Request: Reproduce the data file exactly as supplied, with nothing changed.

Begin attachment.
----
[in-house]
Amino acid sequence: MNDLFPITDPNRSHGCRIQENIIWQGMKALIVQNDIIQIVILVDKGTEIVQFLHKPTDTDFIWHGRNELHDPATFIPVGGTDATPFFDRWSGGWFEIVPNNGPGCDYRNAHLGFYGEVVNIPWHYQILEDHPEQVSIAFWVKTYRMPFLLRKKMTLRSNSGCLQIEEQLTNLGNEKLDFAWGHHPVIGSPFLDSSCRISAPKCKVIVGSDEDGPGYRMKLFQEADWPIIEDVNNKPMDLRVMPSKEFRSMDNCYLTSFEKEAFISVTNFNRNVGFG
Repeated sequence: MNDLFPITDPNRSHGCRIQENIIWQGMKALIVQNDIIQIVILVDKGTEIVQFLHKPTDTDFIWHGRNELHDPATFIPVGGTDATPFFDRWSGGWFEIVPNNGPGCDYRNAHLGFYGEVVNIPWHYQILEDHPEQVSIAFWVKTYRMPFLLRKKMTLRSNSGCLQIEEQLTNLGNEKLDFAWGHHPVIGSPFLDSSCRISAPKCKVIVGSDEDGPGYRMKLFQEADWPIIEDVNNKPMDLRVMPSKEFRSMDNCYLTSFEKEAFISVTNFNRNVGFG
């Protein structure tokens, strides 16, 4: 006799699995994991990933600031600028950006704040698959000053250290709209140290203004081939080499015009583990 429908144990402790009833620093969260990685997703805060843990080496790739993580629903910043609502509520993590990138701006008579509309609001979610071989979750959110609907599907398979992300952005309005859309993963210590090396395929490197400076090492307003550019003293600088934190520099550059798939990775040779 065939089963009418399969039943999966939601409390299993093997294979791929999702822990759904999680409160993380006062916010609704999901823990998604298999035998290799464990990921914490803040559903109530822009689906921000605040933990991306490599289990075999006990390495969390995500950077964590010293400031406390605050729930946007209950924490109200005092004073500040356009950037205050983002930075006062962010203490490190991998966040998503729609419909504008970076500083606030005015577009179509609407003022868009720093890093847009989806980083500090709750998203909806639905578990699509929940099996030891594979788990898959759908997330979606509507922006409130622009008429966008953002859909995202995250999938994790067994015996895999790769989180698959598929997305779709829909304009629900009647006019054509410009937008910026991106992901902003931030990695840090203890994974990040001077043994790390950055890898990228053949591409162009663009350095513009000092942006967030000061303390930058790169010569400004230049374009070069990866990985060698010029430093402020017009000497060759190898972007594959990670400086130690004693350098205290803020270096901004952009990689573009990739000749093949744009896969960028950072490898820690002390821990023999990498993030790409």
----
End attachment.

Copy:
[in-house]
Amino acid sequence: MNDLFPITDPNRSHGCRIQENIIWQGMKALIVQNDIIQIVILVDKGTEIVQFLHKPTDTDFIWHGRNELHDPATFIPVGGTDATPFFDRWSGGWFEIVPNNGPGCDYRNAHLGFYGEVVNIPWHYQILEDHPEQVSIAFWVKTYRMPFLLRKKMTLRSNSGCLQIEEQLTNLGNEKLDFAWGHHPVIGSPFLDSSCRISAPKCKVIVGSDEDGPGYRMKLFQEADWPIIEDVNNKPMDLRVMPSKEFRSMDNCYLTSFEKEAFISVTNFNRNVGFG
Repeated sequence: MNDLFPITDPNRSHGCRIQENIIWQGMKALIVQNDIIQIVILVDKGTEIVQFLHKPTDTDFIWHGRNELHDPATFIPVGGTDATPFFDRWSGGWFEIVPNNGPGCDYRNAHLGFYGEVVNIPWHYQILEDHPEQVSIAFWVKTYRMPFLLRKKMTLRSNSGCLQIEEQLTNLGNEKLDFAWGHHPVIGSPFLDSSCRISAPKCKVIVGSDEDGPGYRMKLFQEADWPIIEDVNNKPMDLRVMPSKEFRSMDNCYLTSFEKEAFISVTNFNRNVGFG
């Protein structure tokens, strides 16, 4: 006799699995994991990933600031600028950006704040698959000053250290709209140290203004081939080499015009583990 429908144990402790009833620093969260990685997703805060843990080496790739993580629903910043609502509520993590990138701006008579509309609001979610071989979750959110609907599907398979992300952005309005859309993963210590090396395929490197400076090492307003550019003293600088934190520099550059798939990775040779 065939089963009418399969039943999966939601409390299993093997294979791929999702822990759904999680409160993380006062916010609704999901823990998604298999035998290799464990990921914490803040559903109530822009689906921000605040933990991306490599289990075999006990390495969390995500950077964590010293400031406390605050729930946007209950924490109200005092004073500040356009950037205050983002930075006062962010203490490190991998966040998503729609419909504008970076500083606030005015577009179509609407003022868009720093890093847009989806980083500090709750998203909806639905578990699509929940099996030891594979788990898959759908997330979606509507922006409130622009008429966008953002859909995202995250999938994790067994015996895999790769989180698959598929997305779709829909304009629900009647006019054509410009937008910026991106992901902003931030990695840090203890994974990040001077043994790390950055890898990228053949591409162009663009350095513009000092942006967030000061303390930058790169010569400004230049374009070069990866990985060698010029430093402020017009000497060759190898972007594959990670400086130690004693350098205290803020270096901004952009990689573009990739000749093949744009896969960028950072490898820690002390821990023999990498993030790409």